Bonnie Arbittier / Rivard Report

SAISD Superintendent Pedro Martinez presents the master plan for the SAISD central office.

She also scoffed at the traffic proposal because the district has yet to complete a study analyzing how a new office would affect traffic in the area.

“As a parent, it is ridiculous to think it’s going to reduce traffic on Flores [Street],” she said. “It doesn’t take into account all the directions parents come from.”

Yon Hui Bell, another SAISD parent, said she appreciates the community meetings, but they came too late.

“I think having community participation in the decision-making process is important,” she said. “What kind of participation is there if students and community [aren’t included] while decisions are being made?”

8 thoughts on “SAISD Families Question Process Behind Plan for New Headquarters

  1. Fact heck:
    “The district sold the property to the group that redeveloped the Pearl in late February”

    (Nope, different groups)

  2. Will there be a soccer field? And when will this reported green space actually be available to students? In one plan the green space was a later phase that would be done many years in the future. Not soon enough for kids there now who will have to live with this construction. And what about the dust and construction traffic? How does that affect our kids? There are empty schools SAISD could renovate. I’m just so sad because I thought my child would be at ALA through graduation and now I’m getting so worried that it isn’t going to work out. I feel like this process is rushed and that even though parents keep saying ‘please don’t do it,’ the district is going to do it anyway.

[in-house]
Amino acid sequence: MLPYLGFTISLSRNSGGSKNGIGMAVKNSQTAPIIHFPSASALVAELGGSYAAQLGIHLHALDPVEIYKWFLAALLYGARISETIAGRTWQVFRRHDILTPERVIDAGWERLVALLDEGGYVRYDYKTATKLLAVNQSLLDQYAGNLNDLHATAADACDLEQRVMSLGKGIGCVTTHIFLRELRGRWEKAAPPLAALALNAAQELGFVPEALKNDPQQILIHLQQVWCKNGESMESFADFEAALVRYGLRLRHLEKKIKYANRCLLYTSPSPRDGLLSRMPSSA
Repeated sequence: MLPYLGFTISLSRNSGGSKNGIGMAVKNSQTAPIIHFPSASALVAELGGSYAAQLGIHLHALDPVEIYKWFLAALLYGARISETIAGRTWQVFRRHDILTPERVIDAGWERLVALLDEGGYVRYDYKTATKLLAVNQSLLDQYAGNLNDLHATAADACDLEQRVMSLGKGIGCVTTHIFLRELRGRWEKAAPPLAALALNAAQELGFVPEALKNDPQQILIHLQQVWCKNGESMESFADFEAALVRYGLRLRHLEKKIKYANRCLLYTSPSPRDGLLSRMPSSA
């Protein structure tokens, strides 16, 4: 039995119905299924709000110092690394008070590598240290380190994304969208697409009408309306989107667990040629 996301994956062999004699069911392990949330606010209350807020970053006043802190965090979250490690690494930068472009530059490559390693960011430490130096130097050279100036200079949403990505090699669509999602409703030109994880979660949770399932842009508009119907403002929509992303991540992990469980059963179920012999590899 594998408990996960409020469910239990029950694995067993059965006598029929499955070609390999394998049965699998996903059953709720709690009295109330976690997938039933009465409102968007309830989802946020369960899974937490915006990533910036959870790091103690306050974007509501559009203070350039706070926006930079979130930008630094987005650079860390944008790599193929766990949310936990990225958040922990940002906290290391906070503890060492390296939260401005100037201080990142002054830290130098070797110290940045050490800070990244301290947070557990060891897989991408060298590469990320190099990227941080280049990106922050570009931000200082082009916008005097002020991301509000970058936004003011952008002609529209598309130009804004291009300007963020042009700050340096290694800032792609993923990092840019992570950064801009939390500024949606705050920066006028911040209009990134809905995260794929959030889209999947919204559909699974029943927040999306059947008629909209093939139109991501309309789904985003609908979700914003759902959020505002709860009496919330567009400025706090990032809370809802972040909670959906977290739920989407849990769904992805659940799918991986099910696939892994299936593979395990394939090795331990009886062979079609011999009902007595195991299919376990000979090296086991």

• I do see the multipurpose field. I’m still concerned about the timelines for when this greenspace is actually scheduled to happen and how long our young children are going to be attending school and trying to exercise in a construction zone.

    • A sad presentation of a potential opportunity which also ignores the concerns of existing and future attending families in terms of both the need to expand the existing schools on the campus and the environment in which the students will live.

      The new geeen space for the kids will be open the public? Really? Have any of the planners noted the transient traffic in the area?

      Why not make it all green space? There is an opportunity to have something world class, in terms of the green space available for a downtown public school campus. It won’t come again. The building could be built elsewhere.

  3. It is more than obvious that all this planning is focused on ALA. I think that many feel there is disparity towards the Fox Tech High School Students. Since 2011 SAISD has been trying to put a parking lot on the Fox Tech football field. Fox Tech is the only SAISD high school that does not have a football team. I keep reading that because Fox Tech does not have a football team, SAISD intend to build a parking lot and offices. Well, Why doesn’t Fox Tech have a football team?? Because that football field is prime property and development is more important that the needs of the students in this barrio community. I call it discrimination. The Rivard Report once make a comment to imply that the growth and development in the downtown area was the priority and Fox Tech High School was in the way of development. (Not per sea) but this is what I gathered from it.